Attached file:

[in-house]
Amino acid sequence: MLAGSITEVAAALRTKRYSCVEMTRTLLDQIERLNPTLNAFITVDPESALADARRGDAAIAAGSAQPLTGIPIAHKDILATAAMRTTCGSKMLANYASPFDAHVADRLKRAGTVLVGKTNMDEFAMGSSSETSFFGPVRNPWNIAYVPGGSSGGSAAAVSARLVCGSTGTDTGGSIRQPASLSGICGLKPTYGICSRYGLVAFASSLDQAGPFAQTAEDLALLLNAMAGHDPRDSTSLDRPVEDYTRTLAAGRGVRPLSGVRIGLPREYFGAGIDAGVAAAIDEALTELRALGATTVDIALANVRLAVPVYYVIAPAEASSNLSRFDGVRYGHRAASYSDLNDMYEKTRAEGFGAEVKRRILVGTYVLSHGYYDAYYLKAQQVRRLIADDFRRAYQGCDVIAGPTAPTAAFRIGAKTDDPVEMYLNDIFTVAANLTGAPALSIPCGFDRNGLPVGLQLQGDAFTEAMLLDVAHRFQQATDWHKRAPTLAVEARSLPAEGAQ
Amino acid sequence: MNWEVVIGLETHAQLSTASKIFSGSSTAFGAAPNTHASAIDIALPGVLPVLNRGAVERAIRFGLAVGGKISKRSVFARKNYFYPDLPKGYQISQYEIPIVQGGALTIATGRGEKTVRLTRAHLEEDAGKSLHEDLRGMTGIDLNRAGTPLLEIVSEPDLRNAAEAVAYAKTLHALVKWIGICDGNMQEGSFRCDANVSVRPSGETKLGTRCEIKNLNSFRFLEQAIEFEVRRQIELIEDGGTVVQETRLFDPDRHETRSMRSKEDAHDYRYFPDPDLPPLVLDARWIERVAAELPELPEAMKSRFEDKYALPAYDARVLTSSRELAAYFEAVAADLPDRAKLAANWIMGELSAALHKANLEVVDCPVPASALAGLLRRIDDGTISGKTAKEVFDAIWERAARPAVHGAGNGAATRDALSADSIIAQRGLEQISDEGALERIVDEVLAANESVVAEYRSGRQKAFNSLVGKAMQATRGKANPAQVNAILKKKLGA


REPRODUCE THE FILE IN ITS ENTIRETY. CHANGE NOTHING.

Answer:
[in-house]
Amino acid sequence: MLAGSITEVAAALRTKRYSCVEMTRTLLDQIERLNPTLNAFITVDPESALADARRGDAAIAAGSAQPLTGIPIAHKDILATAAMRTTCGSKMLANYASPFDAHVADRLKRAGTVLVGKTNMDEFAMGSSSETSFFGPVRNPWNIAYVPGGSSGGSAAAVSARLVCGSTGTDTGGSIRQPASLSGICGLKPTYGICSRYGLVAFASSLDQAGPFAQTAEDLALLLNAMAGHDPRDSTSLDRPVEDYTRTLAAGRGVRPLSGVRIGLPREYFGAGIDAGVAAAIDEALTELRALGATTVDIALANVRLAVPVYYVIAPAEASSNLSRFDGVRYGHRAASYSDLNDMYEKTRAEGFGAEVKRRILVGTYVLSHGYYDAYYLKAQQVRRLIADDFRRAYQGCDVIAGPTAPTAAFRIGAKTDDPVEMYLNDIFTVAANLTGAPALSIPCGFDRNGLPVGLQLQGDAFTEAMLLDVAHRFQQATDWHKRAPTLAVEARSLPAEGAQ
Amino acid sequence: MNWEVVIGLETHAQLSTASKIFSGSSTAFGAAPNTHASAIDIALPGVLPVLNRGAVERAIRFGLAVGGKISKRSVFARKNYFYPDLPKGYQISQYEIPIVQGGALTIATGRGEKTVRLTRAHLEEDAGKSLHEDLRGMTGIDLNRAGTPLLEIVSEPDLRNAAEAVAYAKTLHALVKWIGICDGNMQEGSFRCDANVSVRPSGETKLGTRCEIKNLNSFRFLEQAIEFEVRRQIELIEDGGTVVQETRLFDPDRHETRSMRSKEDAHDYRYFPDPDLPPLVLDARWIERVAAELPELPEAMKSRFEDKYALPAYDARVLTSSRELAAYFEAVAADLPDRAKLAANWIMGELSAALHKANLEVVDCPVPASALAGLLRRIDDGTISGKTAKEVFDAIWERAARPAVHGAGNGAATRDALSADSIIAQRGLEQISDEGALERIVDEVLAANESVVAEYRSGRQKAFNSLVGKAMQATRGKANPAQVNAILKKKLGA